People v. HellmanAnnotate this Case
THE PEOPLE, Respondent, v. DONALD HELLMAN, Appellant.
Jerry L. Guthrie, under appointment by the District Court of Appeal, for Appellant. [189 Cal. App. 2d 778]
Stanley Mosk, Attorney General, Doris H. Maier and John F. Foran, Deputy Attorneys General, for Respondent.
Defendant appeals from a judgment of conviction of the crime of forgery (Pen. Code, § 470). The record shows that shortly after 8 o'clock on the evening of December 23, 1959, defendant entered the men's clothing department of the J. C. Penney Company in Sacramento. He picked out at random several items of merchandise of the value of approximately $60 and presented them to David Lenz, a clerk, together with a check in the sum of $145.42. The check was drawn to the order of Donald Hellman on a form showing the name of "California Advance Reports," 2920 Jay Street, Sacramento, and signed by Robert B. Fulton as maker. Defendant endorsed the check in the presence of Lenz and presented a driver's license as identification. He was informed by Lenz that before the check could be cashed it would be necessary to obtain authorization therefor. Lenz was unsuccessful in his attempt to contact either California Advance Reports or Fulton. He then called the business office of the Penney store and spoke to a Mr. Dougherty, who was in charge of such matters and who was a personal friend of Fulton. Following this conversation with Dougherty, Lenz assumed the check was satisfactory and returned to the clothing department only to find that the defendant had gone. The check was then turned over to Dougherty.
Fulton, when called as a witness for the prosecution, testified that the handwriting on the check was not his and that he had given no one permission to sign his name. He also testified that Hellman had been in his shop several days before the incident and had discussed a possible printing job. He further testified that on the evening of December 23, and prior to the time defendant attempted to pass the check, his shop had been broken into and several checks were missing. A detective with the Sacramento Police Department testified that defendant admitted that he had been in Penney's and had attempted to pass the check. The defendant, however, refused to tell the officer where he had obtained the check. No testimony was offered on behalf of the defendant.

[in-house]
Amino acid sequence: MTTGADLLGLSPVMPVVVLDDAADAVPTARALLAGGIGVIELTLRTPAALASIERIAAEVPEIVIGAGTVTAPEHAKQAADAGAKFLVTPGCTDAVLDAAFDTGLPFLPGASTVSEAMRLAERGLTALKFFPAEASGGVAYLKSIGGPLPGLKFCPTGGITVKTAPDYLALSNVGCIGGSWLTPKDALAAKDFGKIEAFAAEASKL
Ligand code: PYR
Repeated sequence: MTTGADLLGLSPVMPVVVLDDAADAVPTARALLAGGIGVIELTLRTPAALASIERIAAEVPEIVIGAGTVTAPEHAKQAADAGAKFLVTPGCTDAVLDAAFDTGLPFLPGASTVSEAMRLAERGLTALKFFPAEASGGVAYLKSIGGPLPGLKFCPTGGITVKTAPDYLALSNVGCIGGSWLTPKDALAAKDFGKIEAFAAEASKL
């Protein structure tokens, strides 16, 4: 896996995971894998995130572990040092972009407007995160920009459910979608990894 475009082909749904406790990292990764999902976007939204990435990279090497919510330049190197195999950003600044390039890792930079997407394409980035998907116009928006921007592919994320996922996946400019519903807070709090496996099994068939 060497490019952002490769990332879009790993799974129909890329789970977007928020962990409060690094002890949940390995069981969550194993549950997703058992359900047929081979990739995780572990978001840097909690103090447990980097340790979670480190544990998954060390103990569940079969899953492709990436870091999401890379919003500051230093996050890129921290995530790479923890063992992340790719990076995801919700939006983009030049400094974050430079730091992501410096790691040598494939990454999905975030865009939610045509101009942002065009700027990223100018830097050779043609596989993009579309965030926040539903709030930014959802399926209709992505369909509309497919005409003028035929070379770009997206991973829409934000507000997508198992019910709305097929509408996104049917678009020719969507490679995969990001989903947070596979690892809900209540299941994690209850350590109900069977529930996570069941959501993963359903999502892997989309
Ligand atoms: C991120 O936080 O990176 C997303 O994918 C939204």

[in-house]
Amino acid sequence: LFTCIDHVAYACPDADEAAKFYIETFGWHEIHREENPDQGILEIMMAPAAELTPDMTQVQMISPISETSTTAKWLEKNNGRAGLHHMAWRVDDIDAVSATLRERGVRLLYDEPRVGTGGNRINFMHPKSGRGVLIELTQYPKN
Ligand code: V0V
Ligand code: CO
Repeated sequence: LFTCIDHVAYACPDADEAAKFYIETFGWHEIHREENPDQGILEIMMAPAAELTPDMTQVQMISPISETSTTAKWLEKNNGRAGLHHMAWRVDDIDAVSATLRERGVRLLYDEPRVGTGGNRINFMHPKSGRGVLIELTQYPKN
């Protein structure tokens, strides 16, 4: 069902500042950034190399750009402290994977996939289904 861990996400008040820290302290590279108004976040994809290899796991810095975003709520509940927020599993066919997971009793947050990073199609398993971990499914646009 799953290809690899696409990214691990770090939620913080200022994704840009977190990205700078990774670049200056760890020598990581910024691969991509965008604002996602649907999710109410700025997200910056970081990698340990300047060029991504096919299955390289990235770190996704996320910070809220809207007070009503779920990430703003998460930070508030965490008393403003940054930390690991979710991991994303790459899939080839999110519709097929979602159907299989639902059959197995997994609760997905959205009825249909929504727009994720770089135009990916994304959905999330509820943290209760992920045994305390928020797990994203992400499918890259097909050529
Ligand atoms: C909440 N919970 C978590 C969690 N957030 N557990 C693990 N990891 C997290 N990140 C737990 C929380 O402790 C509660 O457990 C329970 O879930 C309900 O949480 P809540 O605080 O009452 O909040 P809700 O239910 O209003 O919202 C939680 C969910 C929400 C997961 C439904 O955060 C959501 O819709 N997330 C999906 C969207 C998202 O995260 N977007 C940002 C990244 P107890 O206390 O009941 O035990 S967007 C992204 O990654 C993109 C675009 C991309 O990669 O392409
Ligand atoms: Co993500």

Defendant's first contention is that the evidence was insufficient and in support thereof argues that there was no evidence to show that the check was attempted to be passed with intent to defraud any person.  " 'To constitute forgery by uttering or passing a forged instrument as defined in section [189 Cal. App. 2d 779] 470 of the Penal Code, three important factors are requisite: 1. It must be uttered, published, passed, or attempted to be passed, as true and genuine; 2. It must be known by the person uttering or passing it to be false, altered, forged, or counterfeited; 3. It must be with intent to prejudice, damage, or defraud some person.' " (People v. Pounds, 168 Cal. App. 2d 756, 758 [336 P.2d 219]; Pen. Code, § 470.)  The record, when viewed in light of the statutory rule, discloses ample evidence to sustain the conviction.
Defendant next contends that there was a fatal variance as to the date of the crime, as charged in the information and the date proved at the trial. It is true the information charged that the crime was committed on December 24, 1959, while the evidence is uncontradicted that it occurred on December 23.  A defendant will not be heard to complain of a variance between the date of the crime as alleged and the date indicated by the evidence unless it can be said that such variance misled him in making his defense, or was such as would deprive him of the plea of former jeopardy in the event of another trial for the same offense. (People v. Tracy, 50 Cal. App. 2d 460 [123 P.2d 138].) Apparently in an attempt to bring himself within the rule as stated, defendant contends that since he had passed other checks similar to the one here in issue at about the same time, he was thereby misled and confused and was unable to plan and present his defense in an adequate manner. Such contention is wholly without merit. The only check which he admittedly attempted to pass at the Penney store, so far as the record discloses, was the one with which he was charged in the information.
Judgment is affirmed.
Van Dyke, P. J., and Schottky, J., concurred.